Pope Benedict XVI: A Good Resignation

The Pope’s resignation shows that the papacy is actually in a stronger position than it has been at any other point in its history, argues Alexander Lee.

Alexander Lee | Published in 13 Feb 2013

Photo / Kancelaria Prezydenta RPAs Richard Nixon found to his cost, the manner in which any leader leaves office is always a good guide to how they themselves will be remembered by posterity. In this respect, popes are usually at an advantage. Death is, after all, the only exit that ensures that everyone will be on your side. But by resigning, Pope Benedict XVI appears to have forsaken the praise heaped upon deceased pontiffs, and to have laid his papacy bare to the harsh judgement of history.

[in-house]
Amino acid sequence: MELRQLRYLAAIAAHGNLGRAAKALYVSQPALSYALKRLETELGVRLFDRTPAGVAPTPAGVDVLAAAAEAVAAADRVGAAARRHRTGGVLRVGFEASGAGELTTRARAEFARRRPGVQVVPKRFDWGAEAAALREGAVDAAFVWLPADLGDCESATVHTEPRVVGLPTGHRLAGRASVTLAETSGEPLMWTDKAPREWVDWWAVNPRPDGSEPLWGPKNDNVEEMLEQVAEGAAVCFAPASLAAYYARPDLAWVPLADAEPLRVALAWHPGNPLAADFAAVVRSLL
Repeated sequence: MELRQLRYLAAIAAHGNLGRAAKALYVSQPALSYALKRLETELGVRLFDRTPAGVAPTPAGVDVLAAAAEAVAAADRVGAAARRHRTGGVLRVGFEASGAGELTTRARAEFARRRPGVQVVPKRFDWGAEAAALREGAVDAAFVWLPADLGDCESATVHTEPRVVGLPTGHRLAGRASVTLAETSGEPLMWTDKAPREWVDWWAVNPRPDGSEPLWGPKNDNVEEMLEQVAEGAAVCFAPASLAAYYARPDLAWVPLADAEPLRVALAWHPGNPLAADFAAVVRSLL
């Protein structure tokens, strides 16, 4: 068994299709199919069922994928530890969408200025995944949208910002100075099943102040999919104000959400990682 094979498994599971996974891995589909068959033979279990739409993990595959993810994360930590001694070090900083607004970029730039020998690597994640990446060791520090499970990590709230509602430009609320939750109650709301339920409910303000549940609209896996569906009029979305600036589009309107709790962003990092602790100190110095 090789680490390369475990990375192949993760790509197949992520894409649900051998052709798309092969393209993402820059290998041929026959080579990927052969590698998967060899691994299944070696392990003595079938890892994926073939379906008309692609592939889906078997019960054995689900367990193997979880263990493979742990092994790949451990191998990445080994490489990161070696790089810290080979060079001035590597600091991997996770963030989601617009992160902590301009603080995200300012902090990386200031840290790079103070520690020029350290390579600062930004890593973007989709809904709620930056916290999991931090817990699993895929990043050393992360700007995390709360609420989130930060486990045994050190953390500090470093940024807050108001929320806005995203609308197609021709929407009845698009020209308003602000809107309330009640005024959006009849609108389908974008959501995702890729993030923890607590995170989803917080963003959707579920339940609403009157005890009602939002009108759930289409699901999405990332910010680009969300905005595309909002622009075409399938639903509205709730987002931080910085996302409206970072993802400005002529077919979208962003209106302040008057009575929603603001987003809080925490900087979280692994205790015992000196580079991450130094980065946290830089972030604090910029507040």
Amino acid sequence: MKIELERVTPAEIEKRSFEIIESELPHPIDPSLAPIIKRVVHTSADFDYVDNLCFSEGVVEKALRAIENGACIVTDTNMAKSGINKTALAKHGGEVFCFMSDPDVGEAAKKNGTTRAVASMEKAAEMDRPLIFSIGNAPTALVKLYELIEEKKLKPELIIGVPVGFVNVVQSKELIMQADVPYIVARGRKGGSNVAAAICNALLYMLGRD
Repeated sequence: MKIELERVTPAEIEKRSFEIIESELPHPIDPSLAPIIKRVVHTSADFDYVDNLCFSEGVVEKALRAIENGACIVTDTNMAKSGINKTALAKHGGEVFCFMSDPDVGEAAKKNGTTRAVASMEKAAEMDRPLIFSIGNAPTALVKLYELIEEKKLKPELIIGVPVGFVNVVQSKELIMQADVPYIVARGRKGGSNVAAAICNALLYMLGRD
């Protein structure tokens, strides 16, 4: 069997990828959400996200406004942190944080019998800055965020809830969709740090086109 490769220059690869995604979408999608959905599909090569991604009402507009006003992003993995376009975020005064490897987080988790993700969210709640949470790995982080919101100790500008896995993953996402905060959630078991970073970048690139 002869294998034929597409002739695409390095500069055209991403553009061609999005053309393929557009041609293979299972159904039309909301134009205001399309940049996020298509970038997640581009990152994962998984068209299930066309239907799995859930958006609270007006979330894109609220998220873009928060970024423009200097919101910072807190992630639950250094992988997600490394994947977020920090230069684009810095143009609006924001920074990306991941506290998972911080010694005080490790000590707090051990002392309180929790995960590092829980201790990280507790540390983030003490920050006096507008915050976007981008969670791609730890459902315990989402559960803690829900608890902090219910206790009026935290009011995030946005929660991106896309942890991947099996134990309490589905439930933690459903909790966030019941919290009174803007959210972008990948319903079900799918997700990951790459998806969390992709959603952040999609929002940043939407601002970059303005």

He certainly has reason to be worried. His pontificate has been marred by allegations of sexual abuse, while his efforts at ecumenical dialogue have been undermined by bitter squabbles with other faiths. There is a very real danger that Benedict will live out his days surrounded by a hail of criticism.

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